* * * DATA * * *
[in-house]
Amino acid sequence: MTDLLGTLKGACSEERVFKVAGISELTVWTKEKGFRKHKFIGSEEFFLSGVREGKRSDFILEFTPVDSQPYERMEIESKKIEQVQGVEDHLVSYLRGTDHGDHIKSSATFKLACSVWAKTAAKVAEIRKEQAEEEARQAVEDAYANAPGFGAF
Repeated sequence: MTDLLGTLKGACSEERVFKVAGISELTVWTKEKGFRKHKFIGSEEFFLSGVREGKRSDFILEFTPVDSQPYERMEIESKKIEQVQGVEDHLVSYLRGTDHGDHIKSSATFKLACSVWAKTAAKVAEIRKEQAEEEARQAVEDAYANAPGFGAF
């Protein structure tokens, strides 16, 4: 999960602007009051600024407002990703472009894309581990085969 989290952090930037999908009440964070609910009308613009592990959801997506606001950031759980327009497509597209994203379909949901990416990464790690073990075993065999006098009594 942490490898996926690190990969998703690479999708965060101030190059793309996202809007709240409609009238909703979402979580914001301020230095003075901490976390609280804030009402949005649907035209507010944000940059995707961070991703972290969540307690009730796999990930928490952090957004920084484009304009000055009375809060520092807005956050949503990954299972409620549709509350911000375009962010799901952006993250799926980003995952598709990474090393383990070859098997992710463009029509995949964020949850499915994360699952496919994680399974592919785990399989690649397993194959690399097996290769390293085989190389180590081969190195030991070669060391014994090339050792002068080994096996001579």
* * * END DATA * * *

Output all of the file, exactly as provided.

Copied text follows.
[in-house]
Amino acid sequence: MTDLLGTLKGACSEERVFKVAGISELTVWTKEKGFRKHKFIGSEEFFLSGVREGKRSDFILEFTPVDSQPYERMEIESKKIEQVQGVEDHLVSYLRGTDHGDHIKSSATFKLACSVWAKTAAKVAEIRKEQAEEEARQAVEDAYANAPGFGAF
Repeated sequence: MTDLLGTLKGACSEERVFKVAGISELTVWTKEKGFRKHKFIGSEEFFLSGVREGKRSDFILEFTPVDSQPYERMEIESKKIEQVQGVEDHLVSYLRGTDHGDHIKSSATFKLACSVWAKTAAKVAEIRKEQAEEEARQAVEDAYANAPGFGAF
């Protein structure tokens, strides 16, 4: 999960602007009051600024407002990703472009894309581990085969 989290952090930037999908009440964070609910009308613009592990959801997506606001950031759980327009497509597209994203379909949901990416990464790690073990075993065999006098009594 942490490898996926690190990969998703690479999708965060101030190059793309996202809007709240409609009238909703979402979580914001301020230095003075901490976390609280804030009402949005649907035209507010944000940059995707961070991703972290969540307690009730796999990930928490952090957004920084484009304009000055009375809060520092807005956050949503990954299972409620549709509350911000375009962010799901952006993250799926980003995952598709990474090393383990070859098997992710463009029509995949964020949850499915994360699952496919994680399974592919785990399989690649397993194959690399097996290769390293085989190389180590081969190195030991070669060391014994090339050792002068080994096996001579």